In Kevin Fisher’s latest column, he expresses ire over the episode in which Richland County Council first gave the contract for managing hundreds of millions worth of roadwork to the out-of-state contractor ICA Engineering, then yanked it back.
But instead of being indignant that in initially awarding the contract, the council utterly blew off the concerns of the citizen panel appointed to be a watchdog over the spending of the penny tax, Kevin is mad that council responded to public outrage by calling for a do-over:
Indeed, while our local government is now conducting the people’s business in a manner that would make Vladimir Putin proud, the citizens of Richland County, S.C., USA should be ashamed.
I’d like to say we’re mad as hell and not going to take it anymore, but we always take it. I don’t know why that is, but it is. It’s an unusual civic tradition.
In the case of the award/unaward of that $50 million engineering and construction contract, I would love to have seen the winner/non-winner (ICA Engineering) take Richland County straight to court. However, the company has instead chosen to swallow hard and bid again, and if that is their business judgment I respect it and wish them well.
But I can assure County Council that if they had done the same thing to me, aggressive attorneys would have already been hired, a massive lawsuit filed and a legal colonoscopy would be underway on them both individually and as a public body….
First, an aside… I have to confess that I’m sort of unclear about what Peter Finch’s character was so mad about, or why it struck such a chord among the viewing public, in “Network.” Maybe it was clear to me when I saw it back in 1976, but I never liked the film enough to see it again, and it’s slipped my mind…
End of digression…
I’ll agree with Kevin that this is not the way public contracting usually goes. But then, public bodies seldom act with such disregard to a body created to make sure the public will is followed. Frankly, I don’t think the creation of such a body should have been necessary. But it was part of the deal that gave the council these funds to disburse, and a deal is a deal, as Kevin would apparently agree.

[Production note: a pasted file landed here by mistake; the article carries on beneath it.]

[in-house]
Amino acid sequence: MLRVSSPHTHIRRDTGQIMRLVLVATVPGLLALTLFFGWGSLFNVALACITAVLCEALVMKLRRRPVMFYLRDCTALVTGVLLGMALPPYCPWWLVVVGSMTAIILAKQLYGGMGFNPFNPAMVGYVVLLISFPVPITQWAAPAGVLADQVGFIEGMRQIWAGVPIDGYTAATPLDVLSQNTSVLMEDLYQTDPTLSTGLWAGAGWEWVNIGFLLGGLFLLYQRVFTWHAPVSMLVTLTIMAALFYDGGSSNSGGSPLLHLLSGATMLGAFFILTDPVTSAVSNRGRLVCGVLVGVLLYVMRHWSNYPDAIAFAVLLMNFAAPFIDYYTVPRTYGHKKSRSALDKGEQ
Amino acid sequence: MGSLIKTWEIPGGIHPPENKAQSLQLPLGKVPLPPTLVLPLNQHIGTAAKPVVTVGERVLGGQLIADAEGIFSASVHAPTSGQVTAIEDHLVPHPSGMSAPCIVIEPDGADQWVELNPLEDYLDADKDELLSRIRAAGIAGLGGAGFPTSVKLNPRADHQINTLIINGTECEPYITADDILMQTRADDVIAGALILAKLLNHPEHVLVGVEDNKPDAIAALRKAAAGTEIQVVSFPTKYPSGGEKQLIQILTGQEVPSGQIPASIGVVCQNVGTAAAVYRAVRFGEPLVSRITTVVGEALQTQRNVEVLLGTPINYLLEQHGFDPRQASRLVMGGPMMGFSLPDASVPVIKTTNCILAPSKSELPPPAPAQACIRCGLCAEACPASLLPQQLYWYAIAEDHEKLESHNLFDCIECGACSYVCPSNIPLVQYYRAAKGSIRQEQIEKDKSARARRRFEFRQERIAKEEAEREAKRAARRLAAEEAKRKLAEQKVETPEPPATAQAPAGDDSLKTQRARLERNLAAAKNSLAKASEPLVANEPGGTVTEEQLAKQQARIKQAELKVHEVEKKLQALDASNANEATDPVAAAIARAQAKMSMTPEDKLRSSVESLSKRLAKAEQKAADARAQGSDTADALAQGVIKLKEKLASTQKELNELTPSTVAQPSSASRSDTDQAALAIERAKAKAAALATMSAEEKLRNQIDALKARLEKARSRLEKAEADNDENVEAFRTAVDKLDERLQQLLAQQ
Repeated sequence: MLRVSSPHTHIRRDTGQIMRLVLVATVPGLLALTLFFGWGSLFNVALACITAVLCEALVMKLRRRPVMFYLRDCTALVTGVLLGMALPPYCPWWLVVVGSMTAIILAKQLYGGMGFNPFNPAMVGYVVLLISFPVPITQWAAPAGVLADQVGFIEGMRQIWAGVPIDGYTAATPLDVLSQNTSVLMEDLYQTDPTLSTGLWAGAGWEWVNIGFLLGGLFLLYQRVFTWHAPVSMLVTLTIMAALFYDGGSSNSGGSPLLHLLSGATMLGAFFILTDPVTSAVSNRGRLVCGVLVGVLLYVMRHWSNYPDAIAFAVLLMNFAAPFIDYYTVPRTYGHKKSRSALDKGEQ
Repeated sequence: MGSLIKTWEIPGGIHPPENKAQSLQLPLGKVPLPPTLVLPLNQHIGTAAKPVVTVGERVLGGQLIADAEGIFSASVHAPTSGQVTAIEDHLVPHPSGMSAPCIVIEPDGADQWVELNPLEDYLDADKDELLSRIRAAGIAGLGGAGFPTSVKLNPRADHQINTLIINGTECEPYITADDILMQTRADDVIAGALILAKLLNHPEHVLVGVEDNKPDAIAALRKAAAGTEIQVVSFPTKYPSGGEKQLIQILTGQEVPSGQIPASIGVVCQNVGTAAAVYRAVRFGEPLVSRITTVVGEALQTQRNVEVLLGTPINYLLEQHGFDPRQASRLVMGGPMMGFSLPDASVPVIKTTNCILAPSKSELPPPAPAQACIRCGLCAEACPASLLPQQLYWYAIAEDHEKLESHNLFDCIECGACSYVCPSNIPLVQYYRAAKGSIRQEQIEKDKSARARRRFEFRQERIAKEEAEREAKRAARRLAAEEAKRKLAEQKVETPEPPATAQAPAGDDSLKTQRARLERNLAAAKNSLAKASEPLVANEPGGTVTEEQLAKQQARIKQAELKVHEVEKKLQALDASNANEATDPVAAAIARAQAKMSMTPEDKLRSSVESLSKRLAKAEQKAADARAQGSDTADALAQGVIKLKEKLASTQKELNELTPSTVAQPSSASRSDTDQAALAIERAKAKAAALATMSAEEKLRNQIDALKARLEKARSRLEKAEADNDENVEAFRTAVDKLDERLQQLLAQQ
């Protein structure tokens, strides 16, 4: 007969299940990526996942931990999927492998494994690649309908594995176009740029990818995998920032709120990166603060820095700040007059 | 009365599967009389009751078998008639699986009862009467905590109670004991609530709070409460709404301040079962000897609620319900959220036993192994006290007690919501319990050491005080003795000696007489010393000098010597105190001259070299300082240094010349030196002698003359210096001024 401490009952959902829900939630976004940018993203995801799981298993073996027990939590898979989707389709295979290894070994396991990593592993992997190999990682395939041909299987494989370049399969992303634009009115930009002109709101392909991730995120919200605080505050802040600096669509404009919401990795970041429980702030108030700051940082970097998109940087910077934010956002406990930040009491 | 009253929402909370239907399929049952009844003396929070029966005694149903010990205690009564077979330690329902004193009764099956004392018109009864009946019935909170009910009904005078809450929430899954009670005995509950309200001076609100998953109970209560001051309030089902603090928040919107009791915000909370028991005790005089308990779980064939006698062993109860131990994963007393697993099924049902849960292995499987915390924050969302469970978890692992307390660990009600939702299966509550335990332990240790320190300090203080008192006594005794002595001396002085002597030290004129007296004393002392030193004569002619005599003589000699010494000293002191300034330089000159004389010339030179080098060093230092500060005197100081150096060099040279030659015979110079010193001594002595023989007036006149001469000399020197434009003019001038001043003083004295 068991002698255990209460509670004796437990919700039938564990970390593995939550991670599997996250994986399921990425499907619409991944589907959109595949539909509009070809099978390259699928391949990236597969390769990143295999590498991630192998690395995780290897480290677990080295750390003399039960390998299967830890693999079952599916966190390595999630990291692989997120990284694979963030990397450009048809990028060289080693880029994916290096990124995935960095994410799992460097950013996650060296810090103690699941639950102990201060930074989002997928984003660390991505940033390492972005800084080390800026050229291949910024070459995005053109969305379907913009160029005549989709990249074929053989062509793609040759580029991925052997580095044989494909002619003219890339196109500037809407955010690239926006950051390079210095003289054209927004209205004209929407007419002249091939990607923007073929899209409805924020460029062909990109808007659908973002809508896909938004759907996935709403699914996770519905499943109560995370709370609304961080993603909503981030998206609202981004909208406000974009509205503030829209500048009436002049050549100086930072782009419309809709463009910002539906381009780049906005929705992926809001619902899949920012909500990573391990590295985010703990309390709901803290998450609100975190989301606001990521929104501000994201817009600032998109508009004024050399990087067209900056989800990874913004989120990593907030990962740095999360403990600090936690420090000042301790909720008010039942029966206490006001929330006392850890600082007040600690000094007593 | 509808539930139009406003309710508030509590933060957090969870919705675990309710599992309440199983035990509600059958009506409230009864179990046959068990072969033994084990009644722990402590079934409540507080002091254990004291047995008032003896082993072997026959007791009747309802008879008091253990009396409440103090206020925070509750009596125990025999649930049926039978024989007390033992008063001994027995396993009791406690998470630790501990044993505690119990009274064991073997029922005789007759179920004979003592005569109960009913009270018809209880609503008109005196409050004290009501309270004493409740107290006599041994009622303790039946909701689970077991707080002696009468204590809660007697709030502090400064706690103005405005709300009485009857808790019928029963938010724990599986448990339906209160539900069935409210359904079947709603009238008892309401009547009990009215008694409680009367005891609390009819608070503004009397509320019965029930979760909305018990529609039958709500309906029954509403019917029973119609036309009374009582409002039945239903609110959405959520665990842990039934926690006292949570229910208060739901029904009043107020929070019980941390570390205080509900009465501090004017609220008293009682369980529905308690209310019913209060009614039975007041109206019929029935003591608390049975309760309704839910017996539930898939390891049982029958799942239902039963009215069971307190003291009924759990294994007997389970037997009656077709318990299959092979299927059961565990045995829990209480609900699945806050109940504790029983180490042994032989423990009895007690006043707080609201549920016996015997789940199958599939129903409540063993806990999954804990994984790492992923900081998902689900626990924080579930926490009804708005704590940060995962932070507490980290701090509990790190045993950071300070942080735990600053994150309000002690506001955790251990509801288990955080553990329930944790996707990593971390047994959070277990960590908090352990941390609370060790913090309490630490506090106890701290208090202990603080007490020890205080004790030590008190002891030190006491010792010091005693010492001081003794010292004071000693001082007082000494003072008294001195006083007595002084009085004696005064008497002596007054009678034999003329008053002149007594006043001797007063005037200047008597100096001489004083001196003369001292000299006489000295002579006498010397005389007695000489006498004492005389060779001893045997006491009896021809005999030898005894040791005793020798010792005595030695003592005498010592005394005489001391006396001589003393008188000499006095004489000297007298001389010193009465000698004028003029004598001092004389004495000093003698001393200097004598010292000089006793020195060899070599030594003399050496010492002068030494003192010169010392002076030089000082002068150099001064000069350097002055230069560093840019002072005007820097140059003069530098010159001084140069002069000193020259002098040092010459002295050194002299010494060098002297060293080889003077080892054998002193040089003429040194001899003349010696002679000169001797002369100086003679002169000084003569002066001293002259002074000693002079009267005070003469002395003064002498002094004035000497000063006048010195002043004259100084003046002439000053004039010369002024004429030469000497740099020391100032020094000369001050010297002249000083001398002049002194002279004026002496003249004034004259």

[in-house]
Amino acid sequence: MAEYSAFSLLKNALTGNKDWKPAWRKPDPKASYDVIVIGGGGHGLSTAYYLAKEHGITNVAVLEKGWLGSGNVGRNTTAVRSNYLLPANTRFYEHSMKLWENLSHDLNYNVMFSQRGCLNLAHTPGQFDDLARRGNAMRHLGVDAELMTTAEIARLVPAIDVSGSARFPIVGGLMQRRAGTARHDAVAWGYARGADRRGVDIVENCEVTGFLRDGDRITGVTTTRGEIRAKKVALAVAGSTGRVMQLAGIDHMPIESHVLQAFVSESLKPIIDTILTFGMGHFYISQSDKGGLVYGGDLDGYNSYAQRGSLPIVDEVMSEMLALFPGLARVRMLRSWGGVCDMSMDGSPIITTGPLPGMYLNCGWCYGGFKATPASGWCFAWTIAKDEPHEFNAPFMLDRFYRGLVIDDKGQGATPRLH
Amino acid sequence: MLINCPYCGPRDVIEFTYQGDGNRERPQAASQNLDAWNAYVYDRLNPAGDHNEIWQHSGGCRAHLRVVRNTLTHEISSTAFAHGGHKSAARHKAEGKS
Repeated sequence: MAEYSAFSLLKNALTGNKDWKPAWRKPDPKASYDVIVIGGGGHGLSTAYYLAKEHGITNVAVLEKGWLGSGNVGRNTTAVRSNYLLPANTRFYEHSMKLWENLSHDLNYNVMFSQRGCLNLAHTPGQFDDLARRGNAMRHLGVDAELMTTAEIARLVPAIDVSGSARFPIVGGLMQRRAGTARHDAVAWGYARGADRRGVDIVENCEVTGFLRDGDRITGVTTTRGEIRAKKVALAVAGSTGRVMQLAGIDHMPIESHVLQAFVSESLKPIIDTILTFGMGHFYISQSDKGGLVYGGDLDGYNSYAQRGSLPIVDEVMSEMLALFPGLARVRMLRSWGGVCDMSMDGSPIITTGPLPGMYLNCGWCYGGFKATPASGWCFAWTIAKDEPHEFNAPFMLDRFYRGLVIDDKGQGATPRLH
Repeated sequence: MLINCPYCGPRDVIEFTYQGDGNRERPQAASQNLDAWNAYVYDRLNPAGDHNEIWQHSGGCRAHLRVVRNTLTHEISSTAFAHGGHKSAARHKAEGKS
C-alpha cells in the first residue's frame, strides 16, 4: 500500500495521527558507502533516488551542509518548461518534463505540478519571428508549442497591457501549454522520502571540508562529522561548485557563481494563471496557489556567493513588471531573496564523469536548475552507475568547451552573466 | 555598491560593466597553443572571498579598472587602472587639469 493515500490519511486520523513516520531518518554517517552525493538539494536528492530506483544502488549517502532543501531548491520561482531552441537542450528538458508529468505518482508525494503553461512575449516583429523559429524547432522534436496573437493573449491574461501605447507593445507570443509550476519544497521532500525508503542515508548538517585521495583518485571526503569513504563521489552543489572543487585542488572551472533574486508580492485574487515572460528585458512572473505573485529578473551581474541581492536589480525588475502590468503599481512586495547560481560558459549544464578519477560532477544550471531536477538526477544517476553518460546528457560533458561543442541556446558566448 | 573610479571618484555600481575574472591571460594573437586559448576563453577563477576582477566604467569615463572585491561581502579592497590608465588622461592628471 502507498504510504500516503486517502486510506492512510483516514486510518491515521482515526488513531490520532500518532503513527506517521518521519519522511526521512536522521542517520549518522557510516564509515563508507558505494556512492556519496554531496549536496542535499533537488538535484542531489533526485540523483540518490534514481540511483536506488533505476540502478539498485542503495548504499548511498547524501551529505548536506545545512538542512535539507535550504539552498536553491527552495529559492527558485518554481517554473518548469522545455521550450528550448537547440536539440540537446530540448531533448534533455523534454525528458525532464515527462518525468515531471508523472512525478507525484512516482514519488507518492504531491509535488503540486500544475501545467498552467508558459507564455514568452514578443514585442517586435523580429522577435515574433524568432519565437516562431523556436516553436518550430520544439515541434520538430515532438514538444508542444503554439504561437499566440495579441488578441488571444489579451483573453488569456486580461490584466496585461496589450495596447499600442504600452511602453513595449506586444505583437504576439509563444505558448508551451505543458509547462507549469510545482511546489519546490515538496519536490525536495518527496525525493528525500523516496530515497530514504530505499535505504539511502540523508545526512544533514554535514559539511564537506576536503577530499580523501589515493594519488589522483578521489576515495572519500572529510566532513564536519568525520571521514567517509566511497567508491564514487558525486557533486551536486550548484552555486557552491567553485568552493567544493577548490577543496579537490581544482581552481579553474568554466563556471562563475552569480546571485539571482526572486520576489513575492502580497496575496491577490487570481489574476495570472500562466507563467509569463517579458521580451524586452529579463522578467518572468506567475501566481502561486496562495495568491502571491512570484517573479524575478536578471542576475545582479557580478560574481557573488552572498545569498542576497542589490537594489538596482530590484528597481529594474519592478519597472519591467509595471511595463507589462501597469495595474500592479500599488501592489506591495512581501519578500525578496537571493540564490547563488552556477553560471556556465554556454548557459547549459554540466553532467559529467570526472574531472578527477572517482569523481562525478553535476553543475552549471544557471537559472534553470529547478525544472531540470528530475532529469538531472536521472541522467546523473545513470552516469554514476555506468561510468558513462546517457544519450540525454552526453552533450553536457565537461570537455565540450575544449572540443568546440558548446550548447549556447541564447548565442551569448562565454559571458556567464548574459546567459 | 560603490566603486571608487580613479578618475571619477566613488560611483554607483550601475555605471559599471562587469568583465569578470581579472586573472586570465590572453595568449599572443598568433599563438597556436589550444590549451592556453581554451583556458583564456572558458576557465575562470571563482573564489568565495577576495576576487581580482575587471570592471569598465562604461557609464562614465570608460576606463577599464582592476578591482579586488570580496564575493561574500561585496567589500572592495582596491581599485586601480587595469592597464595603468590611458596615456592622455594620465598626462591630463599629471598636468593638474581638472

Kevin’s column was brought to my attention by Luther Battiste, who had a strong interest in having the bidding process start over, as a member of the local team that had scored higher than ICA, but didn’t get the contract. He wrote this to Kevin:
Mr. Fisher : I read with great interest your column particularly because of my 15 years on Columbia City Council. I actually agree with you much of the time and believe you raise the issues that need to be contemplated and discussed. I am part of the team that finished second in the voting for the contract to manage the ” penny tax” funds. Our prime contractor is local and our team was local, diverse and extremely qualified. I think you missed the ” issue” in your recent column. CECS followed the dictates of the Request for Proposal and was rated number one by staff in their rating of the groups. ICA which is actually and out of state firm was rated third thirty points below CECS. Richland County Council after receiving legal advice decided that there were problems with the process of awarding the contract. I think you probably did not have all the facts when you reached the conclusion that ICA was mistreated and should pursue legal action. I hope you take my comments as constructive. I look forward to reading future columns.